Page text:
A crunchy, juicy apple slice, exploding with an impossibly perfect balance of sweet-tart flavor.
A 100-percent whole wheat chocolate chip cookie - the best you've ever taken a bite of - that tastes just like it was made with regular all-purpose flour.
Garnet, my stocky, chubby Milking Shorthorn 2-year-old.
What do these three have in common?
Well, other than the fact that they all are (or would be) pretty tasty, they are all involved in a basic process that has defined American agriculture: selective breeding.
My favorite apple, the SweeTango, which was developed by the University of Minnesota, came into my life by chance. When our grocery store didn't have any of the Braeburns I regularly buy, I threw a couple SweeTangos in a bag instead because the sign on their display described them as sweet-tart.
I took my first bite later that day on my way to a meeting. I was so impressed with the flavor, crunch and juiciness, that I called Glen right away to tell him how good they were. He's as picky about his apples as I am.
The only bad part about SweeTangos, which are a cross between the U of M's Honeycrisp and Zestar apples, is that they're only available for a matter of weeks each fall. Believe me when I say, I just about clean out the display of SweeTangos at the grocery store each week they're in season.
After watching an interview with David Bedford, one of the University's pomologists, last week, I have a brand new appreciation for SweeTangos. Mr. Bedford, who helped develop this delicious apple, said that SweeTangos are the result of 19 years of development. Nineteen years! Plus, it was another five years after the variety was released before the apples were available in the market. In today's world of instant results, that seems like forever. The Honeycrisp itself took 30 years to develop and another nine years to bring the fruit to market.
Those whole wheat chocolate chip cookies were decades in the making, as well. White whole wheat flour has been showing up as an ingredient in recipes I've come across for a couple years now. I finally decided to look for some at the grocery store and give it a try. This flour is fantastic. It looks almost like all-purpose flour and has a much milder taste than traditional whole wheat flour, but all of the whole grain nutrition. When Glen couldn't even tell that I made his favorite chocolate chip cookies with the new flour, I knew I was onto something.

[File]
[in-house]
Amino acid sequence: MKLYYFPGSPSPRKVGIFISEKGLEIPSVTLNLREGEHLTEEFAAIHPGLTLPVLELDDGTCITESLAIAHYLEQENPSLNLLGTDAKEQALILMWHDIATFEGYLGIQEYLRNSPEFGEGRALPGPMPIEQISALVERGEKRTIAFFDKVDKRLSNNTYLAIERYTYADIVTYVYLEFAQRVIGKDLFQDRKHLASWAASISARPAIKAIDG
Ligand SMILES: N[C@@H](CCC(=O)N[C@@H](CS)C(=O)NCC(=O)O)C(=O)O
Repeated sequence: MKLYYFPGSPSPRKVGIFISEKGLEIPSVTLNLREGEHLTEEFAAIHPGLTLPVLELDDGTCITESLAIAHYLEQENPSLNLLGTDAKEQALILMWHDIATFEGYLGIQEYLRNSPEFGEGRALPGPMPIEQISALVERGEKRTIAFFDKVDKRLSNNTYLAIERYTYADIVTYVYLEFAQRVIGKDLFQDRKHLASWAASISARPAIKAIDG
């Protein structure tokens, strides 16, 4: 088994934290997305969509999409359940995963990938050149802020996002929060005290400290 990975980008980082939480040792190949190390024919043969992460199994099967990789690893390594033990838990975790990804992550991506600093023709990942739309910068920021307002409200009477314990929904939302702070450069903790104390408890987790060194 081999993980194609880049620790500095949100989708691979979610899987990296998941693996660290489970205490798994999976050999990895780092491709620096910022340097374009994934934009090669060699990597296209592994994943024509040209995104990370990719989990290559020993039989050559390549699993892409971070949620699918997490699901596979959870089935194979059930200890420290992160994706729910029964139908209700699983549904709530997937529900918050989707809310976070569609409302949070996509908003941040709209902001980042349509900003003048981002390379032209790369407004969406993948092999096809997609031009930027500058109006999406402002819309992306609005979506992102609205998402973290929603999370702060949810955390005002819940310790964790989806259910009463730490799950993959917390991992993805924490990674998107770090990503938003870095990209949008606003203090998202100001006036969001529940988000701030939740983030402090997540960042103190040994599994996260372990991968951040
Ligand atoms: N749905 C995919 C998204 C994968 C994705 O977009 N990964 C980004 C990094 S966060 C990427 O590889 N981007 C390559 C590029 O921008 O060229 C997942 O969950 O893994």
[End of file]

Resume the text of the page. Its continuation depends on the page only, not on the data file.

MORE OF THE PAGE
I was also curious to learn more, so I turned to the Whole Grains Council. According to the council, white whole wheat flour is made from, logically, white wheat, as opposed to red wheat. The flour's lighter color is possible because white wheat doesn't have any major genes for bran color.
White wheat has been around for ages and grown mostly overseas, but it took several decades of selective breeding to develop white wheat varieties suitable for growing in the United States.
Garnet is also the result of selective breeding, but her story isn't nearly as spectacular - yet.
For many years, the Milking Shorthorns in our herd have been bred back to both Milking Shorthorn sires and Red and White Holstein sires. For a long time, I was less concerned about lineage and more concerned about making sure my red cows had red heifer calves. It basically boiled down to having access to more sexed semen from Red and White Holsteins.
Then, last summer, I saw a beautiful, dark red, Milking Shorthorn at the fair - the kind of deep, dark red that Red and White Holsteins just don't seem to turn - and I decided that it was time to get serious again about developing the Milking Shorthorns in our herd. Plus, we have three kids now, so we might as well have three breeds for them to choose from when they pick their fair calves.
Garnet settled right away to a Milking Shorthorn bull. So did her aunt, Glory. Garnet's sister, Gabby, who I really wanted a Milking Shorthorn calf out of, still hasn't settled. Since Gabby has been put on the list of cows who need to find new homes, that means Garnet gets to stay. Chubby, stocky Garnet.
Several people have asked why Garnet is still here, she's just that type of a cow. Even I have questioned the decision. But Glen assured me that if I gave him seven years, he could turn her offspring into cows we'd be proud to let our kids take to the fair.
And I believe him. In the eight years we've been farming, he's used selective breeding to create some pretty darn good cows.
I just hope that one of Garnet's great-granddaughters turns out to be as well liked as a SweeTango apple or one of Glen's favorite chocolate chip cookies.